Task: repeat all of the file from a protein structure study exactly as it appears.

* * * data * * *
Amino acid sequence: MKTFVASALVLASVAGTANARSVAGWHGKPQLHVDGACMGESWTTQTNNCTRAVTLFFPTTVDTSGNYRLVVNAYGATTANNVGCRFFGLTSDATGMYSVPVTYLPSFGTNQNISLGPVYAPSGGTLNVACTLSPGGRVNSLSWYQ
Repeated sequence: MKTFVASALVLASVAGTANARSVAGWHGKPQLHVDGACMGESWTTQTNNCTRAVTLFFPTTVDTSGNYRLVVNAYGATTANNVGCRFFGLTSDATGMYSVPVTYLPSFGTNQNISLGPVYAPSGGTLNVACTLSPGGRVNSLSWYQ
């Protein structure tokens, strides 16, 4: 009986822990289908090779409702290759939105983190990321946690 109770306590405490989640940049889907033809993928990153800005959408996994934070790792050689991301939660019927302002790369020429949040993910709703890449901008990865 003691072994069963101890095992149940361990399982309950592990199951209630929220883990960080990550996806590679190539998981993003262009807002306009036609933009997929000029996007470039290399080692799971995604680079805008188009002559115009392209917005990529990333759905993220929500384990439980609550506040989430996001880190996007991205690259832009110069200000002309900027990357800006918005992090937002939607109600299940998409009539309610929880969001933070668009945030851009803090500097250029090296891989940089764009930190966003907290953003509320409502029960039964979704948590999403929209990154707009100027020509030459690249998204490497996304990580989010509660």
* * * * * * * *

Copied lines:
Amino acid sequence: MKTFVASALVLASVAGTANARSVAGWHGKPQLHVDGACMGESWTTQTNNCTRAVTLFFPTTVDTSGNYRLVVNAYGATTANNVGCRFFGLTSDATGMYSVPVTYLPSFGTNQNISLGPVYAPSGGTLNVACTLSPGGRVNSLSWYQ
Repeated sequence: MKTFVASALVLASVAGTANARSVAGWHGKPQLHVDGACMGESWTTQTNNCTRAVTLFFPTTVDTSGNYRLVVNAYGATTANNVGCRFFGLTSDATGMYSVPVTYLPSFGTNQNISLGPVYAPSGGTLNVACTLSPGGRVNSLSWYQ
């Protein structure tokens, strides 16, 4: 009986822990289908090779409702290759939105983190990321946690 109770306590405490989640940049889907033809993928990153800005959408996994934070790792050689991301939660019927302002790369020429949040993910709703890449901008990865 003691072994069963101890095992149940361990399982309950592990199951209630929220883990960080990550996806590679190539998981993003262009807002306009036609933009997929000029996007470039290399080692799971995604680079805008188009002559115009392209917005990529990333759905993220929500384990439980609550506040989430996001880190996007991205690259832009110069200000002309900027990357800006918005992090937002939607109600299940998409009539309610929880969001933070668009945030851009803090500097250029090296891989940089764009930190966003907290953003509320409502029960039964979704948590999403929209990154707009100027020509030459690249998204490497996304990580989010509660």